If I were a betting man, I might have made money out of Margaret Thatcher. When a Tory leadership contest was announced, after the two election defeats of 1974, Joe Coral offered 50-1 against a Thatcher victory. Looking at the unimpressive alternatives, I concluded she would romp it. A £100 stake would have netted me £5,000, then a decent annual salary. Alas, in a regrettable act of principle, I stuck to a lifelong rule that I risk money only on Labour Party raffles.
Why was I confident of her success? Mainly because, as the Observer's education correspondent, I had seen her determination and clarity as education secretary in Edward Heath's government. She was called "Milk Snatcher" because she stopped free milk for children at school but, I thought, put the case for this harsh act - she wanted to protect money for books and teachers - as plausibly as it could be put.
I confess I also harboured a very tiny soft spot for her. Soon after her appointment, she came to lunch at the Observer where I was "on trial" in the education portfolio (as, I suppose, was she), partly because I was thought too rabidly left-wing to get on good terms with Tory ministers. I had, I think, previously spoken to Thatcher only twice, briefly and probably crossly. Nevertheless, in front of the editor and senior executives, she warmly grasped my hand and loudly stated, "We know each other very well!" as though I were a confidant. Soon afterwards, I was confirmed in the education job and received a pay rise to go with it.
Later, to my embarrassment, I found myself living opposite Thatcher House. I should explain – to readers now doubting my political credentials – that the local Tories erected this appropriately ugly building, in what was previously a pleasant tree-lined garden in suburban Essex, some years after I had moved there. Moreover, the day the Iron Lady (as she then wasn’t called) was due to open it, our six-year-old looked down at the milk bottles on our doorstep as he left for school and said solemnly: “You’d better take your milk in, Mummy, or Mrs Thatcher will snatch it.” I have always been absurdly proud of this story and quote it if anyone questions my parenting skills.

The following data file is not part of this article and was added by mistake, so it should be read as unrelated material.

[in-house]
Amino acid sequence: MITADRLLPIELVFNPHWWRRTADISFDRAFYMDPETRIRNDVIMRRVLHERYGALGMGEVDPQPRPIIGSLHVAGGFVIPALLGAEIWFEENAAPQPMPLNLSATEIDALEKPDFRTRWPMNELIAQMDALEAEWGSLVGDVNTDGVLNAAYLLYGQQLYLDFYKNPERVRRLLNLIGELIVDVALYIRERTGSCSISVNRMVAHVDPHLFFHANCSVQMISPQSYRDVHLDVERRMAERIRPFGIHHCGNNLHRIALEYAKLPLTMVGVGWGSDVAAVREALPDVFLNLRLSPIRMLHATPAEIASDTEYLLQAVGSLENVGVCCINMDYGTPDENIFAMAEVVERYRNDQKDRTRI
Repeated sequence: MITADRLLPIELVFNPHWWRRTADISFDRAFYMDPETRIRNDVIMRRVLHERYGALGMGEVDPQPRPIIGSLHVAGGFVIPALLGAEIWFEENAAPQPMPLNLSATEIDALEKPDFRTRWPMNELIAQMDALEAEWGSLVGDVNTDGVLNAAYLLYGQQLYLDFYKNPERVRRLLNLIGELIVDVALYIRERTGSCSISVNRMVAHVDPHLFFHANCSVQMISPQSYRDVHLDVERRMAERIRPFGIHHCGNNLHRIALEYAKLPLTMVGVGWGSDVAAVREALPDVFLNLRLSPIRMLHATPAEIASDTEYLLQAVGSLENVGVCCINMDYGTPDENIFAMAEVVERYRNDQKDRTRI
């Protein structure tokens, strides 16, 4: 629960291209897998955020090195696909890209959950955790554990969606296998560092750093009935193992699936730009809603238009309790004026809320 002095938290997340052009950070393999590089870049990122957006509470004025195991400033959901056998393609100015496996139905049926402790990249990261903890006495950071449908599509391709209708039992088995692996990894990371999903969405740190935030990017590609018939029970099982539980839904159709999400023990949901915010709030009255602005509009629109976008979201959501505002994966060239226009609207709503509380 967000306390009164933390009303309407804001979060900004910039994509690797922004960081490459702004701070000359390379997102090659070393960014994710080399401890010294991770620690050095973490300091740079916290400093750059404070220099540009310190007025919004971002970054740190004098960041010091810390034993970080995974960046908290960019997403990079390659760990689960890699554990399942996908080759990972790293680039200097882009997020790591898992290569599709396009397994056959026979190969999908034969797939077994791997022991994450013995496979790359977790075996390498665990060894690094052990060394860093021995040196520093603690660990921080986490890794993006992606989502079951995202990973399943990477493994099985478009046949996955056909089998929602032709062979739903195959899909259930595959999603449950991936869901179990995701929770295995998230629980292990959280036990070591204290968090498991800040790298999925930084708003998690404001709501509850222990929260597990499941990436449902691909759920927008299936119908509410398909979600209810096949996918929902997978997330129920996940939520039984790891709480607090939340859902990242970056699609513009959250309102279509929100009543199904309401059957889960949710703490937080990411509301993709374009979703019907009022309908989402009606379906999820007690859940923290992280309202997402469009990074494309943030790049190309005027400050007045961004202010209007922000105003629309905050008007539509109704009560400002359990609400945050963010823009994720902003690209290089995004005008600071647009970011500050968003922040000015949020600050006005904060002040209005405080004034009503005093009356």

Thatcher owed much to the Institute of Economic Affairs, the think tank that kept the free-market flame burning when every mainstream economist was either Keynesian or Marxist. The left – I mean the real left, not New Labour – eventually became as intellectually isolated as market liberals once were. I have always thought it should have learned from the Institute of Economic Affairs. In a forthcoming history of the 1970s, When the Lights Went Out, the Guardian journalist Andy Beckett quotes Ralph (later Lord) Harris, the former director, on the secret of the institute’s success. Since the free market was “rather a cold distillation”, Harris told Beckett, the IEA needed to seduce as well as lecture. So it invited people to lunch three times a week and intended them “to go away feeling they’d enjoyed themselves”. Look no further for an explanation of the right’s success and the left’s lack of it.
If, as Ed Balls suggests, this recession is to be worse than the 1930s, to which precedent should we turn? The main candidate appears to be what some historians call the Long Depression from 1873 to 1896.
Alfred Russel Wallace, better known for proposing natural selection before Darwin, wrote a book about it, Bad Times, in 1885. He blamed "the increase of speculation and of millionaires" and pleasingly concluded that "whenever we depart from the great principles . . . of equal freedom and justice . . . the evil that we do surely comes back to us".
There are other analogies. The Long Depression was preceded by a Europe-wide property boom (and by a British prime minister, Gladstone, boasting that prosperity was increasing in "leaps and bounds"), started with a steep rise in inter-bank lending rates, and led to bank closures and prolonged deflation. At one stage, unemployment reached 25 per cent in New York City.
Most people have never heard of the Long Depression and, given the inadequacies of 19th-century statistics and the lack of a Victorian Robert Peston, many historians dispute there was any such thing. Yet it certainly left a literary stamp: the worst effect in Britain was on agriculture, and Thomas Hardy’s major novels were all published between 1872 and 1897. The number of male rural labourers fell by over 40 per cent and Hardy’s characters, plagued by misfortunes of distant, mysterious origin, had obvious contemporary resonance, even though the novels were set in an earlier era.
Britain's rural areas never recovered. One wonders if the City of London will do so. I would not accuse anybody at HBOS or Royal Bank of Scotland of selling a wife, but is there a writer who can do for a fallen banker what Hardy did for the mayor of Casterbridge? The best we can hope, I fear, is that my old friend Robert Harris will write another thriller.
I wrote last week about the survival of imperial attitudes in English cricket. The affair of Allen Stanford, the billionaire benefactor now accused of fraud, provides further illustration. Power in cricket has shifted to India, which is hardly surprising, since it has easily the largest market as well as the greatest enthusiasm for the game.
Twenty20 cricket may not be to everyone's taste, but members of our cricket Establishment thought it a brilliant idea as long as they controlled it. When the rude colonials started the Indian Premier League and threatened to buy up the best players - as the premierships of English football and rugby union have done for years - the English would do anything to stop them. That was why they accepted money from a dodgy Texan, with no questions asked.